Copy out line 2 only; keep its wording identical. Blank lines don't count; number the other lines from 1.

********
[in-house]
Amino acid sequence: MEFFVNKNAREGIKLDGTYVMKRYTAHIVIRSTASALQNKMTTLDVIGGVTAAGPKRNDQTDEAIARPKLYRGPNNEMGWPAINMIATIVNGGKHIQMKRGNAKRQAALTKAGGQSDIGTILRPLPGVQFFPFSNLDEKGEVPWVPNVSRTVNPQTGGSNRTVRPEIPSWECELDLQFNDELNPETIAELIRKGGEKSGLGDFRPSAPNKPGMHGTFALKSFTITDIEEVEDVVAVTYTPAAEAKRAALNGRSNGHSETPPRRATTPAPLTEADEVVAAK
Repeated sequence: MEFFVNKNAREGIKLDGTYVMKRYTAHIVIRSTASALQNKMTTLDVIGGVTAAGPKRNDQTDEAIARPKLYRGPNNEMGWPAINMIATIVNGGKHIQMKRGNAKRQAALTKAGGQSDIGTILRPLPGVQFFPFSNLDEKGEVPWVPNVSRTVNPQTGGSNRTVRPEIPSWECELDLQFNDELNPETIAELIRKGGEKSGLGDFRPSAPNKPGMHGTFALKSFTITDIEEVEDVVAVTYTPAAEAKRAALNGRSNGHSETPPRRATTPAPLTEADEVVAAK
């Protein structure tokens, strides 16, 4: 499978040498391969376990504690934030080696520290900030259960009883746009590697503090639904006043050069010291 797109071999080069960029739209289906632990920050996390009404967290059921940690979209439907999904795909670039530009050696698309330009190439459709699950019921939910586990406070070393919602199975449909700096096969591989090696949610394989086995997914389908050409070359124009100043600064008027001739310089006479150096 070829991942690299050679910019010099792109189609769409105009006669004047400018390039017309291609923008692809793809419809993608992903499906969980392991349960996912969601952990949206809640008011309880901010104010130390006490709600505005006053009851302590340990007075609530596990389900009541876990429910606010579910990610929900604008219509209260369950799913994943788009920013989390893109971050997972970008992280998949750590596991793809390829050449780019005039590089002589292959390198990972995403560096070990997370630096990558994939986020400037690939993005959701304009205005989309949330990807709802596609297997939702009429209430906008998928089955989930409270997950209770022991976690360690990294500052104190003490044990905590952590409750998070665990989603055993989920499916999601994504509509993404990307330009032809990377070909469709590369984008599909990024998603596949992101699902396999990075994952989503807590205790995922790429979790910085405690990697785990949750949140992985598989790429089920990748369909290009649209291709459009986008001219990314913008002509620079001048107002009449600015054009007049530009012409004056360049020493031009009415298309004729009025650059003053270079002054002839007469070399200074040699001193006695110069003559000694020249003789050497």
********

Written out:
Amino acid sequence: MEFFVNKNAREGIKLDGTYVMKRYTAHIVIRSTASALQNKMTTLDVIGGVTAAGPKRNDQTDEAIARPKLYRGPNNEMGWPAINMIATIVNGGKHIQMKRGNAKRQAALTKAGGQSDIGTILRPLPGVQFFPFSNLDEKGEVPWVPNVSRTVNPQTGGSNRTVRPEIPSWECELDLQFNDELNPETIAELIRKGGEKSGLGDFRPSAPNKPGMHGTFALKSFTITDIEEVEDVVAVTYTPAAEAKRAALNGRSNGHSETPPRRATTPAPLTEADEVVAAK